Giving a talk later this week on some of my experiences and lessons learned around making innovation happen in large and small companies.
I wanted to start off with a very specific question: Why is it so hard for large companies to innovate?
I have some insights from my ten years at Siemens way back when. At first glance you might actually think that this type of environment would be ideal to get things done. After all, there seems to be a lot of money flying around. People used to boast about how many tens of millions of dollars they had sunk into some failed initiative. We also had great customer access and strong credibility. You would have expected customers to work with us and to help us. And we had a deep and broad talent pool which should have allowed us to marshal the resources needed.
The difficulties became clear when we tried to come to grips with new business opportunities in the area of “multimedia”. This was just before the Internet conquered everything but we didn’t know that yet. We spent millions in internal resources and external consulting (the usual suspects) to identify markets and potential offerings. For all the good ideas we had on the drawing board we hit several walls when it came to defining how to execute. Hard walls. Especially:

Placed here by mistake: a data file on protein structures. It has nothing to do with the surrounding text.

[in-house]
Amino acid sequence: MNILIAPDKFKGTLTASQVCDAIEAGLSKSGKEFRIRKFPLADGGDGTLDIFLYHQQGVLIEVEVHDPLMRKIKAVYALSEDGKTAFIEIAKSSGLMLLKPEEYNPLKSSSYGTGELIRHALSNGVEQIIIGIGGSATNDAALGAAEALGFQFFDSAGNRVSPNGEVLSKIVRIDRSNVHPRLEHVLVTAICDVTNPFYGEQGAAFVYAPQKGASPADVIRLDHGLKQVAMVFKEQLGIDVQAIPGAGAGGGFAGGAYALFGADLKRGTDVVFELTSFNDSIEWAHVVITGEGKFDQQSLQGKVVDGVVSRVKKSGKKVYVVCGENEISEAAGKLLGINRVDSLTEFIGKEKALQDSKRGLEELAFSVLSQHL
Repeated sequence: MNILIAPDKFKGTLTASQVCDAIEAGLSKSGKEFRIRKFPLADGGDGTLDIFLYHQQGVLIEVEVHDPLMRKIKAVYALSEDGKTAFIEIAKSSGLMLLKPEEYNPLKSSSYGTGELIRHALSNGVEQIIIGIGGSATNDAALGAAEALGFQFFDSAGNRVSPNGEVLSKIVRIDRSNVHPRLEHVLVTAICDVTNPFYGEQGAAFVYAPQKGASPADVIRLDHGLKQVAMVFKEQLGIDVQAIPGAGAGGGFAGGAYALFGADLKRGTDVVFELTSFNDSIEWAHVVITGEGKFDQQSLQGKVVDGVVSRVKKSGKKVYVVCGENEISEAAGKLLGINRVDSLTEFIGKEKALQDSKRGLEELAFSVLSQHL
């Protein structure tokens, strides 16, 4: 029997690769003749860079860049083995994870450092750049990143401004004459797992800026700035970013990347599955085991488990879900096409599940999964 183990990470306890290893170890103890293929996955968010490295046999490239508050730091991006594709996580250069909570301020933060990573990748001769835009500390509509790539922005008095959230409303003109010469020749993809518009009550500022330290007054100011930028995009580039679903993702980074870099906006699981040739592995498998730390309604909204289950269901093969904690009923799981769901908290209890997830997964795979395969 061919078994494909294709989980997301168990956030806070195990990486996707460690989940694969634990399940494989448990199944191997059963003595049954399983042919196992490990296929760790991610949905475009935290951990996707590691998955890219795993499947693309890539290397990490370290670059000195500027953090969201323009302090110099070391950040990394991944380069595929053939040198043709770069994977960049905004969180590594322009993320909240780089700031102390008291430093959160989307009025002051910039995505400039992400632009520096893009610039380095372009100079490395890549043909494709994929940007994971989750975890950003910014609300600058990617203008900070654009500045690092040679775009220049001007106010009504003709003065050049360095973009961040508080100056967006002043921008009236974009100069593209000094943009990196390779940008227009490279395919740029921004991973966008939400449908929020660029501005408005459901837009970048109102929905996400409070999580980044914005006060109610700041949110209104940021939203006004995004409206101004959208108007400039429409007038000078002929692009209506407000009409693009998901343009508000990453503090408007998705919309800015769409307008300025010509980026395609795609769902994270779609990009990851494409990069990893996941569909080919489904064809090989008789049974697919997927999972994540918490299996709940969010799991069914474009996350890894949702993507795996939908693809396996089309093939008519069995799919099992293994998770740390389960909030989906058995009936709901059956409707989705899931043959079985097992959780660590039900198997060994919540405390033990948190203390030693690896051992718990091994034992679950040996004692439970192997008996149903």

- Lack of investment capital. In a large company any business venture that doesn’t scale up to e.g. 500 million in year three is not very interesting. And therefore doesn’t get funded. Even though it may ultimately be huge and important. You just don’t know exactly when that will be.
- Talent: Lots of talent in the organization but missing critical ingredients. Which we would have found very difficult to hire. Both rockstar engineers as well as creative as well as dealmaking talent comes to mind. We offered big paychecks, but to no avail. They just wouldn’t come.
- Time: This is probably the hardest wall we hit. We just couldn’t imagine how we might get from here to there in a finite amount of time. Given that everything in a large company takes months not weeks and years not quarters, any implementation plan ended up taking many years. And you know that the world will be different in three or four years so it makes no sense to plan a project that takes that long. It just doesn’t. We simply had no idea for how fast a smaller, more nimble, and more focused company can move.